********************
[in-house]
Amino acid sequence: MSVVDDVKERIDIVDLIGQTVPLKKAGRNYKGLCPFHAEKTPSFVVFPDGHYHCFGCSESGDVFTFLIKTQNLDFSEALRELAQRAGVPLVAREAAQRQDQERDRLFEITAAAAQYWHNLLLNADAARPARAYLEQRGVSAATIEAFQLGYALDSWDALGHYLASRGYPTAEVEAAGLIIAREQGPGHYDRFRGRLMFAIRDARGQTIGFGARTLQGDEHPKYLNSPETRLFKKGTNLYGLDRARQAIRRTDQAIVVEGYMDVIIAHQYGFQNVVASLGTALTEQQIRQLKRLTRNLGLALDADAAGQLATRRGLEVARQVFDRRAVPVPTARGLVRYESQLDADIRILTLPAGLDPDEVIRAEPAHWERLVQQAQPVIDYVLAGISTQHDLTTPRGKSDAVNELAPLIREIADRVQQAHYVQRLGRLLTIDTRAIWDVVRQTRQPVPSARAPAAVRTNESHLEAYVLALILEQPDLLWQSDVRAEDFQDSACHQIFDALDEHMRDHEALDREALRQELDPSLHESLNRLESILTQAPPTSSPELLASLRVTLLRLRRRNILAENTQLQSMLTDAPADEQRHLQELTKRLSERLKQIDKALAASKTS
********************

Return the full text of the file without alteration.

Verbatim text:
[in-house]
Amino acid sequence: MSVVDDVKERIDIVDLIGQTVPLKKAGRNYKGLCPFHAEKTPSFVVFPDGHYHCFGCSESGDVFTFLIKTQNLDFSEALRELAQRAGVPLVAREAAQRQDQERDRLFEITAAAAQYWHNLLLNADAARPARAYLEQRGVSAATIEAFQLGYALDSWDALGHYLASRGYPTAEVEAAGLIIAREQGPGHYDRFRGRLMFAIRDARGQTIGFGARTLQGDEHPKYLNSPETRLFKKGTNLYGLDRARQAIRRTDQAIVVEGYMDVIIAHQYGFQNVVASLGTALTEQQIRQLKRLTRNLGLALDADAAGQLATRRGLEVARQVFDRRAVPVPTARGLVRYESQLDADIRILTLPAGLDPDEVIRAEPAHWERLVQQAQPVIDYVLAGISTQHDLTTPRGKSDAVNELAPLIREIADRVQQAHYVQRLGRLLTIDTRAIWDVVRQTRQPVPSARAPAAVRTNESHLEAYVLALILEQPDLLWQSDVRAEDFQDSACHQIFDALDEHMRDHEALDREALRQELDPSLHESLNRLESILTQAPPTSSPELLASLRVTLLRLRRRNILAENTQLQSMLTDAPADEQRHLQELTKRLSERLKQIDKALAASKTS